Everything that bothers me about myself, I would forgive and reconcile in another person that mattered to me. But, somehow, that yardstick doesn’t seem available to me for my own use (I may be looking in the wrong DiY shops).
      My further thoughts are:
      Any number of good deeds can’t make up the tonnage of one bad deed.
      When weighing up negatives and positives, it’s very much not like for like.
      The nice things about me can vaporize; the bad things hang around like a dark cloud.
      If I felt OK about myself, I would be OK.
      You are sound, Rick. I’ve always thought so from your comments.
      God’s blessings and my UPR (Unconditional Positive Regard) to everyone who reads Howard’s blog. Best, Val

      • Rick says:

        Thank you Val, for your lovely comments 😀😀😀😀

      • Karen in Ireland says:

        Hi Val, I truly truly truly enjoy your comments each week. My friend Cynthia and I (she has messaged you here recently) are both fans as you are so articulate and descriptive in telling it as it is, that I feel “yes, that’s how it feels, or yes that’s how I think at times. “ . You have a gift with words just like Howard!
        Enjoy your humour as-well. 😀
        Karen xx

    • Karen in Ireland says:

      Rick, I just want to say, I really enjoy your upbeat comments each week and I love the fact that you and my fellow Irishman, Ray , are neck in neck, bar one week, in your time doing The Recipe. 😀 It’s like a two horse race lol. 😁
      You are both so excited and enthusiastic it is lovely and contagious. So thank you to you and Ray. It matters not who crosses the finish line first, as long as we all make it in the end. You will hear the cheers from all of us and feel the joy in our hearts from all across the globe, when each warrior crosses the finish line, where we are meant to be.
      Big love to you and all warriors
      Karen xx

  2. Ray says:

    Despite my symptoms continuing to rage after 5 months 3 weeks into my recovery exercises I awoke this morning with joy in my heart. I told my reflection in the mirror “I love you” and “I accept myself unconditionally”. It would be nice to know how long the symptoms will continue to rage but tell myself I will see a difference when it decides to and that I am getting better every day. Much love to you Howard and all. XX

  3. Margaret says:

    Thank you Howard!
    This was not easy to get my head around because of previous conditioning, but what a weight it lifts off. To Val’s point on loving others easier than ourselves I totally agree. I had much higher unrealistic expectations of myself that I would never impose on someone else. Now that I am getting the hang of it I’m really enjoying this self love.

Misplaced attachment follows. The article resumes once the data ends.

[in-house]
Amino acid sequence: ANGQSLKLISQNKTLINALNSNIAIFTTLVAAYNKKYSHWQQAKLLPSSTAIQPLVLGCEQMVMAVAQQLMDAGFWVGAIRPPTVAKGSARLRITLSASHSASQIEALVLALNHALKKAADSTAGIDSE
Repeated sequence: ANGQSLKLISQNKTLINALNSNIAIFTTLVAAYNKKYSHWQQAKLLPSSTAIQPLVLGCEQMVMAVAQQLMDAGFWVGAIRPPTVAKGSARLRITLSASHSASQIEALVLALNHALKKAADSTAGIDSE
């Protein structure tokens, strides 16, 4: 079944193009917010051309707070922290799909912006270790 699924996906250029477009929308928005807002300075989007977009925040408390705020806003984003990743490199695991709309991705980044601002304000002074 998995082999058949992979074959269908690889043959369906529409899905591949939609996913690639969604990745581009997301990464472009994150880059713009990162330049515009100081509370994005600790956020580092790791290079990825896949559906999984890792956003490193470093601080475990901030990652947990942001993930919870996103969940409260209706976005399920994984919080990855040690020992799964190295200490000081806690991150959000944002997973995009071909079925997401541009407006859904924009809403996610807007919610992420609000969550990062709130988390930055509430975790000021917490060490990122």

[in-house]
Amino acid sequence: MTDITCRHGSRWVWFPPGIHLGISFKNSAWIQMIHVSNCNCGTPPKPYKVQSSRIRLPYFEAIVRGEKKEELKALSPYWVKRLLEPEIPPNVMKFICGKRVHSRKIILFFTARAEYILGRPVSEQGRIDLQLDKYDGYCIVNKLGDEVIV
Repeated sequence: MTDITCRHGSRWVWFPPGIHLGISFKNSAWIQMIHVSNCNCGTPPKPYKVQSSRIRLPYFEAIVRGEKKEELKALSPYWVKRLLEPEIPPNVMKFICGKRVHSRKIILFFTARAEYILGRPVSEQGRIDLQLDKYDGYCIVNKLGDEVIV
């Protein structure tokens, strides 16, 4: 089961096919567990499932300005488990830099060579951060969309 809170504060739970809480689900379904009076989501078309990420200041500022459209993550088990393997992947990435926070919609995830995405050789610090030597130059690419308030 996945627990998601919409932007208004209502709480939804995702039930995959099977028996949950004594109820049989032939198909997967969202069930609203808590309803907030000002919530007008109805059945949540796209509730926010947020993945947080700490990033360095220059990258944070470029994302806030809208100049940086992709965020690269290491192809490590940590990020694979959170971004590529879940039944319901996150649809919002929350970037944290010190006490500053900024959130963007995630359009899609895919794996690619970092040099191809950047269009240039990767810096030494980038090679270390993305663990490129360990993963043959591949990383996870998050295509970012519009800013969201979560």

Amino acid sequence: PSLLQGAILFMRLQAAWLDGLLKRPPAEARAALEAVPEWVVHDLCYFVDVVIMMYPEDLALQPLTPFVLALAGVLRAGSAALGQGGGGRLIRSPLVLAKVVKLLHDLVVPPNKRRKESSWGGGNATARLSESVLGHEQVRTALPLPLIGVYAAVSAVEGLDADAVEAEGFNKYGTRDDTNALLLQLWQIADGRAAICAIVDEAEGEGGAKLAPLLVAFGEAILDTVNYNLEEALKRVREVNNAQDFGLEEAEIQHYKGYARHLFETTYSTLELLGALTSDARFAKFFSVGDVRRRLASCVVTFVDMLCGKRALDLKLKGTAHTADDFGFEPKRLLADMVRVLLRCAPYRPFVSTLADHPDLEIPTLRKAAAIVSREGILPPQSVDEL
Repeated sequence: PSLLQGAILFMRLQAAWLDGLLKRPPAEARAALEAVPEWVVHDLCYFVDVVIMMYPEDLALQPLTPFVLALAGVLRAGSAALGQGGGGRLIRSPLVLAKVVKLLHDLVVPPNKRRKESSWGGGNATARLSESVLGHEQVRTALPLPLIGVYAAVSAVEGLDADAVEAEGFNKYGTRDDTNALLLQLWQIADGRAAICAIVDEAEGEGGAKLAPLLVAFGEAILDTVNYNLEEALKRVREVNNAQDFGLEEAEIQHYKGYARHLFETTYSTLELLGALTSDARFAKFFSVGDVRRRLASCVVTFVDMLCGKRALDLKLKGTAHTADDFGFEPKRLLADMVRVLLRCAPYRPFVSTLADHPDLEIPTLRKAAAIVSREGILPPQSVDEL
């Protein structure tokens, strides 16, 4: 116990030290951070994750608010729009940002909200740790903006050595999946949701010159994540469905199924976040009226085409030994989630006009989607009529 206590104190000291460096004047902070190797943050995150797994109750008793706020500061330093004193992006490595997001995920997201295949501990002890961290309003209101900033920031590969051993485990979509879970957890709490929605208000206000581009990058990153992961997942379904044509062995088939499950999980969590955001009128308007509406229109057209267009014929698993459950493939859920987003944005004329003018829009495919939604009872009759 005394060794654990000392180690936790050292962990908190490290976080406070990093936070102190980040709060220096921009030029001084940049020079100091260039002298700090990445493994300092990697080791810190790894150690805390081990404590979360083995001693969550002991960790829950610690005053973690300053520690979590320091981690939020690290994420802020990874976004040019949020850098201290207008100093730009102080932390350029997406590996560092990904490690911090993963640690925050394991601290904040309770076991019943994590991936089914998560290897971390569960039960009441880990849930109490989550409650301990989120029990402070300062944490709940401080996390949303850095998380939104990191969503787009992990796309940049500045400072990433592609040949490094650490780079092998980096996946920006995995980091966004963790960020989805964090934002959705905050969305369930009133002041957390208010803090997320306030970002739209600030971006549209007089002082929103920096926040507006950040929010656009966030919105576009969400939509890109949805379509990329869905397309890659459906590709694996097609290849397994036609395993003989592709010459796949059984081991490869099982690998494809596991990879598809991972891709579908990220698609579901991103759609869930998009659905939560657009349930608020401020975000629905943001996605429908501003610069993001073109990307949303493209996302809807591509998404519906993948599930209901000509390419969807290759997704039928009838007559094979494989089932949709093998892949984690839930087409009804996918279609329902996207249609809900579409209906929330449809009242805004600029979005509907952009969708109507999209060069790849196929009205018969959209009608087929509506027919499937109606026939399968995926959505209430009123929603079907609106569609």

I AM WORTH IT!!!!
    Wishing everyone tons of self love – WE ARE ALL WORTH IT
    xo

  4. Chris Meyer says:

    Feeling a little tired and lazy these days, which doesn’t do much for my self esteem. I guess I just need to suck it up and keep on cranking: keep moving, do what I can, call it good enough, and pump some energy into sustaining a positive attitude.

    Keep on keeping on everybody!

    Best regards to all,

    Chris

    • Karen in Ireland says:

      Hi Chris, I missed your comments for a couple of weeks when you did not post as I enjoy your dry wit.. sorry you are feeling a bit tired and lazy, when you are usually so upbeat and always encouraging with your fellow warriors.
      Hopefully you will be in top form before the next instalment 😀
      Keep on keeping on, as you would say.
      Karen xx

  5. Mona says:

    Respected Howard sir
    Thanks for pointing out self love. It is a natural human tendency to curse oneself when anything goes wrong. After taking coaching sessions, I realized the value of loving myself. I developed a habit of saying ‘I love you’ to my image in a mirror when I wake up. I also made it a routine to write down ‘I love myself’ five times. It does make a difference in my attitude. It helps in my recovery. I suggest to practice same to my fellow warriors. Regards Mona.

  6. Rabindar says:

    Thank you for the reminder to “Loving yourself”.
    Although, I have been diligently doing the physical part of the recovery, I must practice more “loving myself” to benefit the full recovery.
    Thank you very much Howard for your constant support and encouragement.